Pioneer days conjure up romantic, sentimental ideas of simple living and being close to nature. However, the truth also included lawless, rugged, difficult times. Native Americans and those from Europe mined, traveled, worked, logged, and sailed Lake Superior’s frontier wilderness amid uncivilized criminals, kidnappers, and slavers. Laws were few, enforcement was scarce, violent events were often, and shipwrecks were many. Wonderful life-saving deeds of kindness and compassion are also recorded on these pages as opportunities to be a hero were many.
Consider mining. Yes, rarely paired with pioneers such as Laura Ingalls Wilder, yet it is part of history at the same time. And Lake Superior! So few people understand how cold it is year-round (about 40 degrees) or how many shipwrecks (about 350) have taken place in the deepest waters of the Great Lakes. Before modern mariner tools, sailors had a strenuous, grueling life when pirates were plundering boats. Surviving crashes in winter required ingenuity and persistence unless a body became an icicle. And slavers trafficked women to stockades, as detailed in the book.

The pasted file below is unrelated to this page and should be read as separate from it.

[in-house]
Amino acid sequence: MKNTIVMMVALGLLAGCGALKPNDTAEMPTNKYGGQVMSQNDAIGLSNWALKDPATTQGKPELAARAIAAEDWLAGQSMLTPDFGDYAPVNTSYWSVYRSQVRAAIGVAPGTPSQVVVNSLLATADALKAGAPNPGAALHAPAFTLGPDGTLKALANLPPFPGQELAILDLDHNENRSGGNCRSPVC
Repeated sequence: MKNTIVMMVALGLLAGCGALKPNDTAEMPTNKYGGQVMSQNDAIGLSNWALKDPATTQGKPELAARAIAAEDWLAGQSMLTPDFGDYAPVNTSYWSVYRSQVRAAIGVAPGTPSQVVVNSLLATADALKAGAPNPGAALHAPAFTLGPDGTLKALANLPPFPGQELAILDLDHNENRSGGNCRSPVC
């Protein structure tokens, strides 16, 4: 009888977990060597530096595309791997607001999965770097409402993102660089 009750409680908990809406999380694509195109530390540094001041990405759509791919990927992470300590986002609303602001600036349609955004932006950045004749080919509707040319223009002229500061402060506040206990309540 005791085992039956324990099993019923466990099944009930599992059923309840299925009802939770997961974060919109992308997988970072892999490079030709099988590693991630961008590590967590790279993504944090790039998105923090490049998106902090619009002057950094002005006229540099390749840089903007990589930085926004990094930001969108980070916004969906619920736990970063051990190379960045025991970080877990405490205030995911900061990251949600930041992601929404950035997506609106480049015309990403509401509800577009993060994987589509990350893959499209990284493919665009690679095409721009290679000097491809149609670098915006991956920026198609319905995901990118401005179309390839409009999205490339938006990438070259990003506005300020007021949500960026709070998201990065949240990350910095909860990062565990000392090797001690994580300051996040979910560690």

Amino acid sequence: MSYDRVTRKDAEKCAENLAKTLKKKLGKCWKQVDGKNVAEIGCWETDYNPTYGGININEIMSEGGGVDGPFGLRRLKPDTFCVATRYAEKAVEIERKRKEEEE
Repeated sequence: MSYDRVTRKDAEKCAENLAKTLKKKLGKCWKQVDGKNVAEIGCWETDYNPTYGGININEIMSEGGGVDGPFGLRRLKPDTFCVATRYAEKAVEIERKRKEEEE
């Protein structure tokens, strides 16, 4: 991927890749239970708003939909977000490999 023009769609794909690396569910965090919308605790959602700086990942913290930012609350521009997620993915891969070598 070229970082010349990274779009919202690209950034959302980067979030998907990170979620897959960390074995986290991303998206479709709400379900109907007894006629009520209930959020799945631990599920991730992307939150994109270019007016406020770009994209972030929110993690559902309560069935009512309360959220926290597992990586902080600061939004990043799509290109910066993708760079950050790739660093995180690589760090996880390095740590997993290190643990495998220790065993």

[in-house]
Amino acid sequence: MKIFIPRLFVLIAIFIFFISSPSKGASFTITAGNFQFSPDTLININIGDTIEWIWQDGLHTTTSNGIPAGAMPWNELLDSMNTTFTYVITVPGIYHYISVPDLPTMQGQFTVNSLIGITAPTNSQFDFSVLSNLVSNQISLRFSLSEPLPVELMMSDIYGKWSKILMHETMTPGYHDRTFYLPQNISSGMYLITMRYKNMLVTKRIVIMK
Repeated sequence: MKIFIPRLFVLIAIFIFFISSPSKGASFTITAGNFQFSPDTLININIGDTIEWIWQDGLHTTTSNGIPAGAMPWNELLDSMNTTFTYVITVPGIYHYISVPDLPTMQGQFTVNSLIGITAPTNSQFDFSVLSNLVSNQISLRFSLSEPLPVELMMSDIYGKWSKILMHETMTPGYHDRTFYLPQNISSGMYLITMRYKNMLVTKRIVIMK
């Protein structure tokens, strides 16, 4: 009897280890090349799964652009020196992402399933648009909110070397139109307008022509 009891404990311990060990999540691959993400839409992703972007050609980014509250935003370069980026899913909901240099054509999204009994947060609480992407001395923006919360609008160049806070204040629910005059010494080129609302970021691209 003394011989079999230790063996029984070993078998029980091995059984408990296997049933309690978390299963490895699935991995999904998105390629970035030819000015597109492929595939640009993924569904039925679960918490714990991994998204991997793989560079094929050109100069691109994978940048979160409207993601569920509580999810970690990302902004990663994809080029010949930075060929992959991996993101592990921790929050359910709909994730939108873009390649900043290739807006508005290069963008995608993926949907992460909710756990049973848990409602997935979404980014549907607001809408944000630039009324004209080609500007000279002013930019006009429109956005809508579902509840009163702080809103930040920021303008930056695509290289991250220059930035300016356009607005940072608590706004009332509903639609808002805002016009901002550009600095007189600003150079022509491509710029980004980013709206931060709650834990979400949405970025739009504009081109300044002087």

Classen does history an excellent service by revealing the truth. Sometimes we think humanity has advanced little. An attitude quickly challenged in these pages. Readers will feel gratitude for all they have today after finishing these tales.
True Tales: The Forgotten History of Michigan’s Upper Peninsula
Mikel B. Classen
Modern History Press
B09WJMKV12, $5.95 Kindle
9781615996353, $29.95 HC, $18.95 PB, 162 pp.
Carolyn Wilhelm, Reviewer
Wise Owl Factory LLC